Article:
Attorney at Law Magazine Miami Publisher Rhenne Leon sat down with L. Elijah Stiers to discuss his career as an attorney.
AALM: When did you first know you wanted to become an attorney?
Stiers: For as long as I can recall, I’ve wanted to be an attorney. Like any youngster growing up in small-town Alabama, “To Kill a Mockingbird” was the first real book that I ever read, so perhaps Atticus Finch inspired me. Regardless of the source of the inspiration, I distinctly recall wearing an ill-fitting suit and carrying my father’s briefcase to Ms. Stiff ’s fifth grade career day in Wetumpka, Alabama, and telling everyone that I wanted to be a lawyer.
AALM: Do you have any mentors or professors that encouraged you along the way?
Stiers: Throughout my life, my grandfather has been the single biggest influence on me. A child of the depression born in rural Tennessee to humble farmers, he just has this incredible work ethic and is just so unbelievably grounded in his faith and beliefs. From him I learned the value of a hard day’s work, devotion to family, and approaching every day as a chance to be a better person and a better man. I’m so fortunate to still have him in my life at 87 years old, and I am still learning from him.
AALM: What was the greatest lesson you learned in law school?
Stiers: Resilience. For me, law school was one of the most difficult times in my life, not necessarily because of the coursework or studies, but mainly due to some personal and family struggles that compounded the stress of an already challenging situation. It was a trying time, but I learned to hunker down and rise above it through focus and determination. Truthfully, everyone should have to deal with some adversity in their formative years as it makes you a better person.
Growing up, our family moved around a lot. It was tough being uprooted as a kid, but I always say that those experiences taught me how to adapt, to be flexible, to embrace new experiences and possibilities, and to have an open mind. Without those experiences, I doubt that I could have followed a career path taking me to Miami, Florida, to open my own law practice.
AALM: What do you find particularly rewarding about your practice?
Stiers: I think that to be an effective trial lawyer you really must believe in the principle of service to others and have a strong, bedrock notion of justice that is firmly rooted in your core. For me, the chance to work hard on a case and achieve an outcome that undeniably changes someone’s life for the better, while simultaneously balancing the scales of justice as I define it, is immensely rewarding and a downright intoxicating mix when you have the right case.
AALM: What do you find particularly challenging about your practice?
Stiers: Perhaps I’m old-fashioned, but I feel that the practice has devolved from a time when professionalism and civility mattered. In litigation, there is usually a winner and a loser, but there needs to be less of an emphasis on winning at all costs. I take no comfort in ill-gotten gains, but I am always shocked and surprised when others do. A good attorney fights like hell for their client. An outstanding attorney fights like hell for their client and does so without exceeding the bounds of professional and ethical rules of practice.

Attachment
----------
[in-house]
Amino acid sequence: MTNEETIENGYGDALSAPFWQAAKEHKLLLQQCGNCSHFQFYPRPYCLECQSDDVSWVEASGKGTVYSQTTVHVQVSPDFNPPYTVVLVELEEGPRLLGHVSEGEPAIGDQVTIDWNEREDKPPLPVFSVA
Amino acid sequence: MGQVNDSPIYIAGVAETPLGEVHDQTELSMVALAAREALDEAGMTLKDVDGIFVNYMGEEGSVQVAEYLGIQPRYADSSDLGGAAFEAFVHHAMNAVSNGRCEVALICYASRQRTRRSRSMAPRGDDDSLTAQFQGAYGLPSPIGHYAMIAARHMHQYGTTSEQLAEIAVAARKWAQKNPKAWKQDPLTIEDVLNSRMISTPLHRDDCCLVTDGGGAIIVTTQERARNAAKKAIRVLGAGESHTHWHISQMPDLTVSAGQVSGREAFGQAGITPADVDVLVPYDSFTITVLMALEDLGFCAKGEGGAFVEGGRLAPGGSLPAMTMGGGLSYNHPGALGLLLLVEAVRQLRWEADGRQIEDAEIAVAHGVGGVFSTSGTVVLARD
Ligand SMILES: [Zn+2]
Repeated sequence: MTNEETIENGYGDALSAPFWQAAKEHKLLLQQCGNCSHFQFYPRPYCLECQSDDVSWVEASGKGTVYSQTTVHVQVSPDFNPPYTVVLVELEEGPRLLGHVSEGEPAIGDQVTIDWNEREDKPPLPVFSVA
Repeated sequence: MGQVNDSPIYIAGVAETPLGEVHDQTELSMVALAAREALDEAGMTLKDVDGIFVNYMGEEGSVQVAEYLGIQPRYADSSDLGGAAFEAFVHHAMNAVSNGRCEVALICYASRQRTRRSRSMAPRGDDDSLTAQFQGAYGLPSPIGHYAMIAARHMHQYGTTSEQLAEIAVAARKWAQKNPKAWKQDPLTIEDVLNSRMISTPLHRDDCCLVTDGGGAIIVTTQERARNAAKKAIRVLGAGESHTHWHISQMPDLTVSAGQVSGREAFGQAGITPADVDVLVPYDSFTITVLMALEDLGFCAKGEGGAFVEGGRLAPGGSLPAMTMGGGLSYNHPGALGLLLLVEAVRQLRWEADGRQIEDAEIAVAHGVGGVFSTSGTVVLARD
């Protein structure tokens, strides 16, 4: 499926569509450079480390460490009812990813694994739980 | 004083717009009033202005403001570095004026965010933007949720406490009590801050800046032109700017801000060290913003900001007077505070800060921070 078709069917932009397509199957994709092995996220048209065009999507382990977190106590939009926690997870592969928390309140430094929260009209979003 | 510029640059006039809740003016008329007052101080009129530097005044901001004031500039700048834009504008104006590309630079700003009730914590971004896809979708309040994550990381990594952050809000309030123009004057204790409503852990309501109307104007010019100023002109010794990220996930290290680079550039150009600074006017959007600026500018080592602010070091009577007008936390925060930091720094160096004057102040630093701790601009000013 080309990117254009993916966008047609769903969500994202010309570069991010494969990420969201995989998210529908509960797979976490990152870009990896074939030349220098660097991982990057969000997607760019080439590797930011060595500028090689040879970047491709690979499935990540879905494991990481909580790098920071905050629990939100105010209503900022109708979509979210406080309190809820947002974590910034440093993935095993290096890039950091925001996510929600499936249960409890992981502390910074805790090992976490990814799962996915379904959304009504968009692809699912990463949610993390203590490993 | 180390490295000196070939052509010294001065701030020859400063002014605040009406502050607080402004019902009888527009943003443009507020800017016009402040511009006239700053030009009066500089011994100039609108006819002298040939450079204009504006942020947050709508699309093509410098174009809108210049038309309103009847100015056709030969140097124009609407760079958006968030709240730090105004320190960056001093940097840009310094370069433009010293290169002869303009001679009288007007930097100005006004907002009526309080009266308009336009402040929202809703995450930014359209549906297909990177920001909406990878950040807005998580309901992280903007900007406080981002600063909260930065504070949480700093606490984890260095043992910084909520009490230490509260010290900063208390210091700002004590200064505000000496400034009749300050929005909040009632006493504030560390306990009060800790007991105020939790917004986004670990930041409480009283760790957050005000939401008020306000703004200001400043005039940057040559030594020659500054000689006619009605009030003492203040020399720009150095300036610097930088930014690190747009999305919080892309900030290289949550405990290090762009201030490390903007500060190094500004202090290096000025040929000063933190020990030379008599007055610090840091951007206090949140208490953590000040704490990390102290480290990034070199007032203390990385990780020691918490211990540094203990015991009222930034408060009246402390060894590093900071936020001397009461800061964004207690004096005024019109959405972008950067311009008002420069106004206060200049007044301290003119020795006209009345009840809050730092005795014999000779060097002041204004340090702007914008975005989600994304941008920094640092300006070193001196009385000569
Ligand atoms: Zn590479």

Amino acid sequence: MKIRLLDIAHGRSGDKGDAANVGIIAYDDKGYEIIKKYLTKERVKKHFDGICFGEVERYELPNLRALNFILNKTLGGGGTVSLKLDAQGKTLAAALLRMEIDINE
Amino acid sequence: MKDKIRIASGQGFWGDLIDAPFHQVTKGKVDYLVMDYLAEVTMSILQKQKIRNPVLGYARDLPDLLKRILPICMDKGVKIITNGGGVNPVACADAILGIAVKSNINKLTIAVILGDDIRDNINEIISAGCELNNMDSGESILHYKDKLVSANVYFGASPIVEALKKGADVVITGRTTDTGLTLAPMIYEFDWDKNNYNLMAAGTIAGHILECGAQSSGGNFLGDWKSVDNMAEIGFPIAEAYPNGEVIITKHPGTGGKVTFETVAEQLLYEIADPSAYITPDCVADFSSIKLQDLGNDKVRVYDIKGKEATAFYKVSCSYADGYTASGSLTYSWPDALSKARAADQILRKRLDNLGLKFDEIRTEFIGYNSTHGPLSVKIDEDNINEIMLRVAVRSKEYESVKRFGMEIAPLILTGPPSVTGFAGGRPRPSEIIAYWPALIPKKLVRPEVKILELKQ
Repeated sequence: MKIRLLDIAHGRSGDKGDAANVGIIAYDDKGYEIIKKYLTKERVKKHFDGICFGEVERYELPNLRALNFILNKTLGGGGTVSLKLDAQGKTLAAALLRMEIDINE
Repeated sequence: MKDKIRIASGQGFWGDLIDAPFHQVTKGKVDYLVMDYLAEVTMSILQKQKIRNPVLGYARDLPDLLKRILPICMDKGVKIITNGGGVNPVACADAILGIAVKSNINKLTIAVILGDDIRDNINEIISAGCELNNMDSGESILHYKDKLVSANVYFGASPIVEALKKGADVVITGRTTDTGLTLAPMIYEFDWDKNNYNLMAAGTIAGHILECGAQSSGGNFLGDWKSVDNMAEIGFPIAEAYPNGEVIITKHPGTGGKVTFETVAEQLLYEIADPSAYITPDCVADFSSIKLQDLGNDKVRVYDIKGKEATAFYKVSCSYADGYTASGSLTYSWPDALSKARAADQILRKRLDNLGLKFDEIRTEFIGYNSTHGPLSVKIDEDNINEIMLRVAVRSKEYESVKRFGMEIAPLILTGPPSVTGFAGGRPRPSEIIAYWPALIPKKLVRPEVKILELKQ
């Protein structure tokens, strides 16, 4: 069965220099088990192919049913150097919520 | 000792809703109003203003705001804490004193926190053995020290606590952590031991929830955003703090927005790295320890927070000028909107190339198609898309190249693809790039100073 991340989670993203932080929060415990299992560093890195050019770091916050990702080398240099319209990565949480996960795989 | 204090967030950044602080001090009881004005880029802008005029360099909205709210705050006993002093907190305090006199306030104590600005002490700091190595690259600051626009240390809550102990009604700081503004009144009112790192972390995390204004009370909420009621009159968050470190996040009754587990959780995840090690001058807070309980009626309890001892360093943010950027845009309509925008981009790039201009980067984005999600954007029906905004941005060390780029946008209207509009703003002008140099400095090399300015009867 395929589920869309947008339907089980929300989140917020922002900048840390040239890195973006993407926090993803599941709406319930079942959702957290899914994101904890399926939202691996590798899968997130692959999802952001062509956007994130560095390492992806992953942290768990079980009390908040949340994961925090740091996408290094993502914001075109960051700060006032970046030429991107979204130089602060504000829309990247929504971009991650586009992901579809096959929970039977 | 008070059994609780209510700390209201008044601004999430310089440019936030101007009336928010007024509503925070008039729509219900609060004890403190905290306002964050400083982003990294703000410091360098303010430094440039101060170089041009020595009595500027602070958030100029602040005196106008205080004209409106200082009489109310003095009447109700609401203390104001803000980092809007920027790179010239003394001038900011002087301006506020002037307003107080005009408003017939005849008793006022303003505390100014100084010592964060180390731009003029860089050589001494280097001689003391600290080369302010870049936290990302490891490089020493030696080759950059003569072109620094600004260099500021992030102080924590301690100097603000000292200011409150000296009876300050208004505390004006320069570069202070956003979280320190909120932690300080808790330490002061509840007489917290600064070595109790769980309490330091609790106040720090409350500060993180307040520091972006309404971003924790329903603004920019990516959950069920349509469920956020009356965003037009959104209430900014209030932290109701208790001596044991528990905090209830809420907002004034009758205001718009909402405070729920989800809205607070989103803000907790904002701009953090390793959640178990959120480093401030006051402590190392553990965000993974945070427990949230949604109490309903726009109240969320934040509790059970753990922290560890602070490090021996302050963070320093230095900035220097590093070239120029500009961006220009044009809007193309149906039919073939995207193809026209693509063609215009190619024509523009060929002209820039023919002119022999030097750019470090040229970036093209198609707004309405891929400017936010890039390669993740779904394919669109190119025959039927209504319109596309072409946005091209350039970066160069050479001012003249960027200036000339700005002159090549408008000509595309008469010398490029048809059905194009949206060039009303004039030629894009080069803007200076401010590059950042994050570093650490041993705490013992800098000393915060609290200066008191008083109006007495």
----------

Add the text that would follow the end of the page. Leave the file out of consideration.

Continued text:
AALM: What compelled you to start your own practice? How would you describe the culture of the firm?
Stiers: I started my own firm out of a long-held desire to work for myself and create something of my own. It is rewarding to be one’s own boss, but I must confess that I am also the hardest boss that I have ever worked for.
I have a plaque in my office that says, “What Good Shall I Do This Day,” which is something Ben Franklin is said to have told himself at the start of each day. I like to think it is the guiding principle of my firm, as each day you can decide to show up, do good, and make a difference in someone’s life.
AALM: What case most defined or redefined your practice?
Stiers: After seven years as a defense attorney, I was ready to switch sides in 2010. About a year into this career change, I was referred a case at a networking event by a stranger. A woman heard what I did for a living and explained that her friend’s mother was admitted to a local hospital and had a bad surgical result. After speaking to the woman’s friend, I drove out to the hospital to meet with him and his mother, who had tragically suffered a permanent brain injury. After explaining my thoughts and their options, they signed retainers with me. Within a year, I had achieved a fantastic result for the family. I still keep in touch with them. That was my first big case and first reassurance that I had made the right career move.
AALM: What accomplishment are you most proud of achieving?
Stiers: As I was the first male in my family to get a college degree, going to the University of Florida has been, without question, my greatest accomplishment. It has opened doors for me that I never imagined were possible. When I retrace my life’s steps – growing up in a small town in Alabama, going to high school in Jacksonville, getting a full ride to attend college at UF, staying in Gainesville for my law degree, and many years later having my own law firm in Miami– it has been an unlikely journey that was only possible because of the educational opportunities afforded to me.